From an old car in a camp, Jennifer Pytlik seeks a bit of normalcy

By Edysmar Diaz-Cruz

Published July 20, 2020

Jennifer Pytlik
Jennifer Pytlik (Chris Day/WUFT)

GAINESVILLE, Fla. — When Jennifer Pytlik wraps herself with layers of blankets in the backseat of her car, she closes her eyes and imagines a life in which she is no longer homeless.

In this life, she gets to take her granddaughters, Elise and Adaline, to the playground and watches them laugh and run carelessly, as children do. She gets to learn how to play the piano alongside them. And when the girls grow into teenagers, they come to Pytlik for advice on boys.

But then Pytlik opens her eyes. And reality sets in.

This work is a collaboration among the University of Maryland’s Howard Center for Investigative Journalism and Capital News Service, the University of Oregon, Stanford University, Arizona State University, the University of Arkansas, Boston University and the University of Florida.

Her days begin in her 20-year-old gold Nissan Altima, parked in a lot at Dignity Village. The tires are deflated and the engine refuses to sputter back to life. The stagnant seats hold the last of Jennifer’s possessions — neatly folded clothes, family albums and a collection of self-help books. The car anchors her to what she sees as purgatory on Earth.

“The people here love drugs and drama,” she says. “I just want to get out.”

At 49, this is what her life has come to.

Every night, she fears thieves who lurk in the dark, slashing neighboring tents and disappearing with what little everyone owns in this tent city. She can hear them rustling outside her car window.

She once watched a woman who had been homeless longer than herself reach a breaking point after consecutive nights of looting. At the sight of her dwindling pile of clothes, which she hid under a black tarp, the woman threw herself onto the remaining heap and cried. She swore to anyone who cared to listen that the thieves would pay for taking what little she had left.

The woman screamed and shook her fists at God. “All I do is give, give, give,” Pytlik heard her say. “And what do I get? They take, take, take. I’m ready to walk out on this life.”

Pytlik watched the woman from her car, 5 feet away. She couldn’t bear the sight of her suffering.

“No, honey, you don’t want to do that,” she told her. “Don’t take the easy way out.”

Every night, Pytlik locks her Nissan and hopes for the best. She turns to her stuffed hippopotamus.  She runs a blue comb through the fake fur. It helps calm her nerves. 

“It gives me something else to do with my hands besides smoking,” she says of her daily half-pack of Marlboros.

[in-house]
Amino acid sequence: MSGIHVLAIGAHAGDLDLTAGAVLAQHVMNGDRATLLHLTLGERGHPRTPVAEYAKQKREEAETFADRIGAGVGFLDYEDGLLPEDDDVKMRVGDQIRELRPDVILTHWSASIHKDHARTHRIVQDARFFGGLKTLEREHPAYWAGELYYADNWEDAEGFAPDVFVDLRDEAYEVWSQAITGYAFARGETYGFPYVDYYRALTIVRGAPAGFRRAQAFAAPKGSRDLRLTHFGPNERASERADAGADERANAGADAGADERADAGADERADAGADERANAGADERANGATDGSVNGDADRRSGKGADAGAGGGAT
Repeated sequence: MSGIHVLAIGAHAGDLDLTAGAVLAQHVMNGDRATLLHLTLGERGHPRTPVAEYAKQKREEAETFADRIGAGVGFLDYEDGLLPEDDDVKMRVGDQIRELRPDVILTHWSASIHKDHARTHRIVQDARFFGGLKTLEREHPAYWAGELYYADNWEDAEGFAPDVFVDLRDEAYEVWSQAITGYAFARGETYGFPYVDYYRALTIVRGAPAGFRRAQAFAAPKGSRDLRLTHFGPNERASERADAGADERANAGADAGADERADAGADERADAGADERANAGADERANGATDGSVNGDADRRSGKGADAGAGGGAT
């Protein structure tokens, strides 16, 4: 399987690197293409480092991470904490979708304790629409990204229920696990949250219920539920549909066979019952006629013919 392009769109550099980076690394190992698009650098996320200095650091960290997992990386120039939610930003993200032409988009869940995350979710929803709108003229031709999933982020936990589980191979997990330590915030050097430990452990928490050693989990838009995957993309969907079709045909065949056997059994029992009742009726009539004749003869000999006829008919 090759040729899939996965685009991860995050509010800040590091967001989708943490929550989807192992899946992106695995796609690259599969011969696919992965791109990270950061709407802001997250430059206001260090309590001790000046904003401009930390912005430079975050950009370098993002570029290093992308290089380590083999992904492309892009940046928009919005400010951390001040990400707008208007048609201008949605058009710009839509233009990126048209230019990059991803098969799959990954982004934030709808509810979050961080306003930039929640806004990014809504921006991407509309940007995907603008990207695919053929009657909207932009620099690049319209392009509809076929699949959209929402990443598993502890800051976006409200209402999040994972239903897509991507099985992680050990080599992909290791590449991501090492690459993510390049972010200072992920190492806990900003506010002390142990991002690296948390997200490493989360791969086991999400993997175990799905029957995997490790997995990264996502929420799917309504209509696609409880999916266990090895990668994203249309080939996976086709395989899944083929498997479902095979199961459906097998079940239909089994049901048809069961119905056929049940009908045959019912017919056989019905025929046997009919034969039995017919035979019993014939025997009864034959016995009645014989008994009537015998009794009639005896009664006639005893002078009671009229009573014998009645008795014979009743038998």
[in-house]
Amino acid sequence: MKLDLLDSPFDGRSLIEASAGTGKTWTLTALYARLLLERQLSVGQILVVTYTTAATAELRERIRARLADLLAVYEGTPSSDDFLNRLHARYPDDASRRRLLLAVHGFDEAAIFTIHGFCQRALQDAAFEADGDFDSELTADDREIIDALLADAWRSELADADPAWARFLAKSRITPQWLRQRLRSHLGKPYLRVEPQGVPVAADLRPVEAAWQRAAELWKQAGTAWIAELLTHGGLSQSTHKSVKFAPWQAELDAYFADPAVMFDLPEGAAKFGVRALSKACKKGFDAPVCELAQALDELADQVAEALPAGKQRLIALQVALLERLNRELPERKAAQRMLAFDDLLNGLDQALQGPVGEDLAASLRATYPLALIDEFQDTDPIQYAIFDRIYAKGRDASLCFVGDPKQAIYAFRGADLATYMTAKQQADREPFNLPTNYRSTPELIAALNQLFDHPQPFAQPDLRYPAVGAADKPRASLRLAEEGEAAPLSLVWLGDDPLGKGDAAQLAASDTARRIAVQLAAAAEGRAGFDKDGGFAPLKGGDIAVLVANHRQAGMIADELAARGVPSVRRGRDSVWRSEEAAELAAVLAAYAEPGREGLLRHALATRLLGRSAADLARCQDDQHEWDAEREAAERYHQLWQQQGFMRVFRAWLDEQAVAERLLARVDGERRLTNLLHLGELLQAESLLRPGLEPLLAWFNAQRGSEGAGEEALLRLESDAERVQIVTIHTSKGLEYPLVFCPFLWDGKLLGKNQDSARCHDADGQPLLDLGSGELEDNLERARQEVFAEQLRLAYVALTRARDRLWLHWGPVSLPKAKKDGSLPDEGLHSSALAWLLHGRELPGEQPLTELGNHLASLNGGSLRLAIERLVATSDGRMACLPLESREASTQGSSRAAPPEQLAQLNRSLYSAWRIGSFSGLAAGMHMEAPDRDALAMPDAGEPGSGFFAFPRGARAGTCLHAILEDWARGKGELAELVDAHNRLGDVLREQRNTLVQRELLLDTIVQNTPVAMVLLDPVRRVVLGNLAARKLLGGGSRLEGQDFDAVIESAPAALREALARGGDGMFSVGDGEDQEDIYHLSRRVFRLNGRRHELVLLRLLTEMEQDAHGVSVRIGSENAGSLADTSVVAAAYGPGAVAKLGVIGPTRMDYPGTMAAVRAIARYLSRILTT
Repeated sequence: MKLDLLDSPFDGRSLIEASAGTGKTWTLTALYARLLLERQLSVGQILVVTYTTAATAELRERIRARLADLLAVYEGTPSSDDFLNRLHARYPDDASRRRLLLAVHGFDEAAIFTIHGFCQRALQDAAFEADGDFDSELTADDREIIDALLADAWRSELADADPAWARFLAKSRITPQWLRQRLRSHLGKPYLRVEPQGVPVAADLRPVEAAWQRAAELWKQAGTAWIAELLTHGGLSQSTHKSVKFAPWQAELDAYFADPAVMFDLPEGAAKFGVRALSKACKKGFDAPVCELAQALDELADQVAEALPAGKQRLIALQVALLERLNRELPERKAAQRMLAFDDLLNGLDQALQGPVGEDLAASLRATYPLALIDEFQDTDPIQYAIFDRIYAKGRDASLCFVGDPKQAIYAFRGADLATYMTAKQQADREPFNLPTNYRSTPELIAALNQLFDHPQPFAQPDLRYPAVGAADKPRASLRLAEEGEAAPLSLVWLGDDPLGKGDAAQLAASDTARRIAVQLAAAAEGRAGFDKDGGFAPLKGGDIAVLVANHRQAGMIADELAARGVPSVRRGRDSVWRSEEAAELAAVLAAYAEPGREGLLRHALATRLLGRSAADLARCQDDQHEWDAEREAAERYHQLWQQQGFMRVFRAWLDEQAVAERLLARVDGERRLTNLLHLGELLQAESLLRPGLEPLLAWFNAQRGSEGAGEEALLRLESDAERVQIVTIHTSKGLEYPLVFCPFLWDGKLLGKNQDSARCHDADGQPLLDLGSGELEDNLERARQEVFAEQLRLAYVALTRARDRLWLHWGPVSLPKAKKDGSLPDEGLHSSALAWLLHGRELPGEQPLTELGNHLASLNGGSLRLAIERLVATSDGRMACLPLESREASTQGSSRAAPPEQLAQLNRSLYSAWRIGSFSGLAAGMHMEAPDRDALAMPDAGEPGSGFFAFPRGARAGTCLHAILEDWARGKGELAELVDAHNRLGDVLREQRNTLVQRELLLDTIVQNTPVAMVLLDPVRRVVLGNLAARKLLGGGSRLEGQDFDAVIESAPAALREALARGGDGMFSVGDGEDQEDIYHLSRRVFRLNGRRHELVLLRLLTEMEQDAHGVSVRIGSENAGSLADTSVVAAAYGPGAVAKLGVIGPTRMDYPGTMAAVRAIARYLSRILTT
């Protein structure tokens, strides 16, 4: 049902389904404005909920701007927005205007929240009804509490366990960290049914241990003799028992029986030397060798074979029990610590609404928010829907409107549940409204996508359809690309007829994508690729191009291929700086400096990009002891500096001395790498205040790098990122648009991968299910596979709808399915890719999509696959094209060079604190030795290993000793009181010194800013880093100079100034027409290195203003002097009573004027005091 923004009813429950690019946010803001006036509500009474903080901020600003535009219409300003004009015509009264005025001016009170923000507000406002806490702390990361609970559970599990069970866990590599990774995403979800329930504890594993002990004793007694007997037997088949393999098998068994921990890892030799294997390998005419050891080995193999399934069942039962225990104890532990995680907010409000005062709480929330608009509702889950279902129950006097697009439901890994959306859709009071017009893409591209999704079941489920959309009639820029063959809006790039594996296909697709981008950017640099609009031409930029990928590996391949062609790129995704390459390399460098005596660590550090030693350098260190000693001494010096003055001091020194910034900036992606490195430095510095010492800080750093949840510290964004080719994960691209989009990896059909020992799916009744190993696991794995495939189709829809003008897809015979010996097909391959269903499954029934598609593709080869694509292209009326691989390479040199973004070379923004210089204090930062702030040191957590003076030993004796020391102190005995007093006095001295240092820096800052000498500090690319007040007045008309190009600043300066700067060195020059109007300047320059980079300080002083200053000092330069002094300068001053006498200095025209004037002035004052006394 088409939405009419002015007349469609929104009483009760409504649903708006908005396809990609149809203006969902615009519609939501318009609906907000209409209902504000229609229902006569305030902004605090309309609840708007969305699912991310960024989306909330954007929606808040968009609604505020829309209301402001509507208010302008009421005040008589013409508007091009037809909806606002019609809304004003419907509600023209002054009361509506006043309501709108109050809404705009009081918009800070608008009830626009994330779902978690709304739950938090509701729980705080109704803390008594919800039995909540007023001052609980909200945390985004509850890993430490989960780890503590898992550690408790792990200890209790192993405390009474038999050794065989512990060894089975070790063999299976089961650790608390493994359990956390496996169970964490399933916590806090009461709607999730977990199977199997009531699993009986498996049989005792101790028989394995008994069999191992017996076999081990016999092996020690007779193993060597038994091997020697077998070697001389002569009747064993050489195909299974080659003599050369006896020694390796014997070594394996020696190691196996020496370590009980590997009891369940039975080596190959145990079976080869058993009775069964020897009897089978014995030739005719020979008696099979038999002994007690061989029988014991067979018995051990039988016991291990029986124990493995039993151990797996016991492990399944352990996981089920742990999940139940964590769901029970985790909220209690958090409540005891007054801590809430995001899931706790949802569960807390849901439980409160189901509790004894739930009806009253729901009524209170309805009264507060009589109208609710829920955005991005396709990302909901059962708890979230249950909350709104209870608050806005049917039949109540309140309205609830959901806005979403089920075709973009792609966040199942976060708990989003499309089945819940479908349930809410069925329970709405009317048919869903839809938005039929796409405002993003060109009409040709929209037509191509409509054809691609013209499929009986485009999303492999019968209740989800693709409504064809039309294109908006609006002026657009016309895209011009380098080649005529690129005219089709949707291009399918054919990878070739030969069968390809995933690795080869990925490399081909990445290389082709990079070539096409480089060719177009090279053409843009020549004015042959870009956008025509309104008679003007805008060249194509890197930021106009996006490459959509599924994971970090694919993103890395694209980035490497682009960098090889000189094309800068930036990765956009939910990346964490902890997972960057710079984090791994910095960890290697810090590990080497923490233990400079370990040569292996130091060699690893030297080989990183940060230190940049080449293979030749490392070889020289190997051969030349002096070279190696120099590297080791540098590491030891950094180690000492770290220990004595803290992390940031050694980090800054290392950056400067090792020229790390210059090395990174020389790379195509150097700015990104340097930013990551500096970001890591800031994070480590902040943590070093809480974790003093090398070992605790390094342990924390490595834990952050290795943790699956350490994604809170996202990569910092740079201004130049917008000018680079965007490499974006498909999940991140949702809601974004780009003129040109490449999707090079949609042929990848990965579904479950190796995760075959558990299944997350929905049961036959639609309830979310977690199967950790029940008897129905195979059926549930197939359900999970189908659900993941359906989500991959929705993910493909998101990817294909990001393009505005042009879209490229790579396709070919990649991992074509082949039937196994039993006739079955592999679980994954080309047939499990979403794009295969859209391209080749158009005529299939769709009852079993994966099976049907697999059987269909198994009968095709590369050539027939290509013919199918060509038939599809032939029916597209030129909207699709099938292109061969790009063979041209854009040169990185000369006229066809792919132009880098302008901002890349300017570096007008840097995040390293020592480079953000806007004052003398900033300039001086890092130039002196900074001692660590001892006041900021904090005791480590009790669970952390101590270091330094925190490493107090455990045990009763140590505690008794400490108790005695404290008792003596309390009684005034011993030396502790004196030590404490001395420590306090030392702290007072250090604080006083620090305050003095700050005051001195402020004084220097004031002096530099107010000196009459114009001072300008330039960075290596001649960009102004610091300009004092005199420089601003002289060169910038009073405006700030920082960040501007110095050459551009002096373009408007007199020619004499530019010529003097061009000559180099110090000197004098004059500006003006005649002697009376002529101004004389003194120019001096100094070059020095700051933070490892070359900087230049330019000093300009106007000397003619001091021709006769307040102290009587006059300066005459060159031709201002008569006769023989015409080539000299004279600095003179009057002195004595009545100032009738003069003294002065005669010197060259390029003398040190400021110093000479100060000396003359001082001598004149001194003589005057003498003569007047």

“I miss being a productive member of society.”
— Jennifer Pytlik

Besides, the toy hippo reminded her of Leo, the cat she left behind in Milwaukee before moving to Gainesville nearly two years ago to be close to her only daughter. She found a job as a housekeeper for a married couple. In exchange for her cleaning services, Pytlik was able to live in the couple’s guest house for several months.

But then the pain from a previous factory job injury returned and got in the way of her work. She was let go. She packed her belongings and ended up at the GRACE Marketplace shelter, where she hoped to take a cold shower and enjoy a free meal.

But it was hard to sleep amid the chaos in the shelter dorms. Then her car engine blew out on the way back from a trip to a nearby convenience store. And her phone was stolen. She lost contact with her daughter.

“I miss being a productive member of society,” Pytlik says. “For most of my life, I was going to work, I was making things happen. I was earning a paycheck. When I needed things, I could go shopping. When my muffler broke, I could go to the mechanic and fix it.”

Pytlik now has to panhandle to afford simple luxuries from her past life, like an occasional Diet Coke. She spends hours standing on a traffic median as cars zoom past her. On average, she makes $8.

“It smells, it’s loud and it’s degrading, but I refuse to sell my body,” she says.

Still, she managed to establish slivers of normalcy in her life as a homeless woman. She tends to a flourishing 2-by-6-foot plot of land in a community garden, behind the shelter cafeteria. On sunny days, she puts on her maroon sunglasses, throws her purse over her shoulder and checks on her jalapeños and tomatoes.

“It’s a place for me to feel like myself again,” she says, “and enjoy some of the things that I love about myself.”

She dedicates hours to pulling out weeds that invade her garden. The fence that separates it from the tent city blocks her view of the place where she is forced to live. The only hint is the smoke from campfires rising to the sky. Here, in her garden, she feels most like the woman she used to be.